After a dramatic increase in July, online job postings slowed in August but continued to maintain a four-month positive trend. Washington, D.C., was again the best city in which to find a new job, while Riverside, Calif., had the fewest job openings online per capita of any surveyed metro area. CareerCast.com/JobSerf Employment Index August 2009 August Hiring Overall August Hiring by Job Title August Hiring by City August Hiring by Region For job seekers anxiously watching for an improvement in the national employment scene, the good news continues to come in fits and starts. After jumping a full 17.8 points last month, the volume of online job openings grew just 1.6 points in August. Despite this slowdown, August still marked the fourth straight month of positive activity since the job market hit bottom in April 2009, indicating that while slow, the current recovery is more than a temporary anomaly.
Job posting activity increased dramatically in July, bringing the number of job openings available online back to levels not seen since November, 2008. However not all cities benefited, as Washington, D.C., had more jobs than any other major U.S. urban area. CareerCast.com/JobSerf Employment Index July 2009 July Hiring Overall July Hiring by Job Title July Hiring by City October Hiring by Region If you're a job seeker who's having trouble finding a managerial position, it may be time to consider a move to the nation's capital. According to the CareerCast.com/ JobSerf Employment Index for July 2009, Washington, D.C., currently has more white-collar job openings than any other city in America.
The pace of online job posting continued to improve in June, though growth was a bit slower than the month before. The June rise marks two straight months of increased job-posting activity, and just the third positive month since November 2008. CareerCast.com/JobSerf Employment Index June 2009 Hiring Overall Hiring by Job Title Hiring by Region Struggling job seekers may finally be seeing some light at the end of the tunnel. Hiring activity in the U.S. is still well below the levels seen in mid-2008, but according to new data, the number of job openings for C-level, VP, Director and Managerial candidates improved in June, continuing the spring’s positive trend for the second month in a row.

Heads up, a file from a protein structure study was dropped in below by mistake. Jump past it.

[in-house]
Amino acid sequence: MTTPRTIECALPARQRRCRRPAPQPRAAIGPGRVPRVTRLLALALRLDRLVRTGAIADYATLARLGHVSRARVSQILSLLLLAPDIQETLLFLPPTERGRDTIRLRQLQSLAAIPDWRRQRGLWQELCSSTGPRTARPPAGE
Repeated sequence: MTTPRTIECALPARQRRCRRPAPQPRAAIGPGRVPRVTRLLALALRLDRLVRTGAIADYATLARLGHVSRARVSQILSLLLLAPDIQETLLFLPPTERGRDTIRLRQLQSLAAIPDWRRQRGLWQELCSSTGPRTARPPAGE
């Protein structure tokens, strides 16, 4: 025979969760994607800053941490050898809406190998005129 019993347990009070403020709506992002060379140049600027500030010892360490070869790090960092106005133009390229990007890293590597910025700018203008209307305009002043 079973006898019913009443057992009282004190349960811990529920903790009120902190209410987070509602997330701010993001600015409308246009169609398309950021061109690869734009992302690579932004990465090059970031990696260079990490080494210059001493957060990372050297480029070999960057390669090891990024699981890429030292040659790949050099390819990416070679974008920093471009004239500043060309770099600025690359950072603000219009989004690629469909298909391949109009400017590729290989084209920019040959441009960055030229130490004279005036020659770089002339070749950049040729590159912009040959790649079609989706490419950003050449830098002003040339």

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Got a question about the CareerCast.com/JobSerf Employment Index? Check out our FAQ file here. Detailed information on Career Levels used in the Index Within a typical company in the US, there are four major career levels each with a base title in the corporate hierarchy. The four levels are: C-Level, Vice President, Director and Manager.
The number of online job postings for U.S. managers and executives rose for the first time last month since November, a sign that hiring activity for salaried professionals is finally starting to improve. CareerCast.com/JobSerf Employment Index May 2009 Hiring Overall Hiring by Job Title Hiring by Region The CareerCast.com/JobSerf Employment Index, a new hiring index that measures managerial recruitment activity nationally, found that the number of job openings posted online for C-level, VP, director and other salaried candidates had an index value of 56.6 in May 2009, up from 41.4 in April 2009. The index uses data from each matching month of 2007 as its base, with monthly index values for that year equaling 100.
The CareerCast.com/JobSerf Employment Index has tracked the online job market since January 2007. At the start of each month, the research team searches for jobs on select major job boards and also on job search engines (sometimes referred to as aggregators). Using search words to retrieve jobs for different levels of management across dozens of geographies (both cities and states), the teams then review the returns to determine the number of real, relevant jobs that exist in each geography, at each career level, and on each job site.
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